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Yes I have a Takamine , when I got it the action was very low but with no buzz or any thing ,after a few month, noticed it was a lot higher The neck was not to bad , anyway I had a go at tightening the rod ,but it seamed fully tightened .so I loosened off all of the strings and got a bit on it , but the action is no we’re near to what it was , I think next ...


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Ok, so after a few weeks I figured it out! Changing the Buffer Sizes did absolutely nothing for me. What I did though, is changing the driver type to ASIO and my device to Focusrite USB ASIO. Then I plugged my speakers into the Focusrite, and I can now play and record without any delay!


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At the risk of the answers to this question being too opinion-based, it appears the golden-age of the Les Paul Jr was during the years of it's original production 1954-1963. This would be ignoring the later reissues and variations. I base this statement on this article, from vintageguitar.com, in which took place a friendly contest in order to determine ...


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I agree with 3d12's answer. I just want to add that in addition to your local music store, one way to go, without totally breaking the bank, is to invest in a multi-effects pedal. Years ago, when I was starting off with guitar, I picked up a Vox Tonelab LE. It was a great, great tool for a long time. This sort of multi-pedal can be very customizable, I spent ...


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This is a great question. You're right that some guitarists get very specific about the type of guitar and amp that they use with specific pedals, but for your purposes, you won't need to get that in-depth about sculpting your sound right away. Once you start learning what different effects do, you'll know when you've outgrown the ones you have. So until ...


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Good question. In general the answer is no, you do not need the thumb to be curled up to bend. However, this depends on the gauge string, set up of the guitar, and your experience. On the flip side I think the "standard" or "correct" way to hold the neck is a bit misunderstood. Physics can help understand what is going on. First of all note that this ...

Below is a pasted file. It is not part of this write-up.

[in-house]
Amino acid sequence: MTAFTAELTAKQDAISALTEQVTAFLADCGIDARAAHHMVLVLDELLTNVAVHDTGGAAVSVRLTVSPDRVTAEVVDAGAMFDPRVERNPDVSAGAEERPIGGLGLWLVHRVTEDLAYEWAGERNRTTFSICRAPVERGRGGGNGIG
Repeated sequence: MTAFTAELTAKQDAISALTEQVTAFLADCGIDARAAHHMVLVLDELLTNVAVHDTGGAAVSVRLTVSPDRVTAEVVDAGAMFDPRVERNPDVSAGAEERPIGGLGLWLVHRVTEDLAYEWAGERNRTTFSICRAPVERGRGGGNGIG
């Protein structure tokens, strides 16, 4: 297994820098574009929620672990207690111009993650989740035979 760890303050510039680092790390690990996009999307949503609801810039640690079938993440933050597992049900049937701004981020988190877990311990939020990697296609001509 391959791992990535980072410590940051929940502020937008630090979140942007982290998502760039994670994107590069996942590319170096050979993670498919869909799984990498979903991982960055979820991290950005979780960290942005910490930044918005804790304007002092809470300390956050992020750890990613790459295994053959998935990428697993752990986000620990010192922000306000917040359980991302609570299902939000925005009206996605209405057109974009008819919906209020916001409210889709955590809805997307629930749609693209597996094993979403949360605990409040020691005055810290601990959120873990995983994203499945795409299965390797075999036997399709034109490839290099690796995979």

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The easiest way to do this is probably to use an audio interface. An audio interface lets you plug in a 1/4" jack and connect the interface to your computer using USB. The interface can convert analog to digital signal, and vice versa. It looks something like this.


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Great answers all around. The simple truth is this; There are no set rules for how you place your fingers or thumb while phrasing chords, hammering on, or even bending strings. Whatever works for you, and that which achieves a clean, satisfying sound is YOUR technique. The trick is to keep your elbows, wrists, and fingers free and unencumbered whilst ...


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I agree with Tim. Also, me personally, I tend to always have my thumb over top of the neck and use a rotary motion with my wrist (which I can’t do with my thumb on the back of the neck as well) instead of a pulling my fingers down with a stiff wrist. But different fingering positions can change that.


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You've just made me pick up a guitar and do some bending! Personally, sometimes my thumb is in the centre at the back, sometimes it's almost over the top of the neck (close to the fat E), and sometimes it's not actually on the neck at all - it's pointing away from me, under the neck! You might have been told thumb in the middle of the neck is the correct ...


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The question of whether to have a tremolo on a Strat is complicated by the fact that a tremolo changes how a Strat sounds, even if you don't use it. The springs in the back add a kind of natural reverb that won't be there on a hardtail. Eric Clapton and Pete Townshend never use the tremolo bar on their Strats but still play trem-equipped models for exactly ...


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In general, the quality of a guitar (wood selection, construction tolerances, pickups) will be more important to creating a good clean sound than if there are a bunch of effects applied. Not saying a Squier can't do it, but e.g. something made out of plywood would not be ideal.


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This is virtually asking for gear recommendations - which is offside for this site. However, it has more of the sound of an acoustic or electro-acoustic guitar than a solid electric. Most guitars heard on tracks have some sort of effects used on them, whereas this has maybe a little reverb and that's it. The sound of any guitar being played is contributed ...


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You can do that with almost any electric guitar. That's what an electric guitar sounds like when you don't add any effects. You'll want to look for an amplifier that has a "clean channel", i.e. one without effects.


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Although I don't see many of them in use, Fender has made a separate spring reverb unit that usually stacked on top of an amplifier with a footswitch on the floor to engage or disengage the unit. It can be used to obtain the classic spring reverb effect without having to purchase another amplifier. I have one in my effects collection and it works very nicely....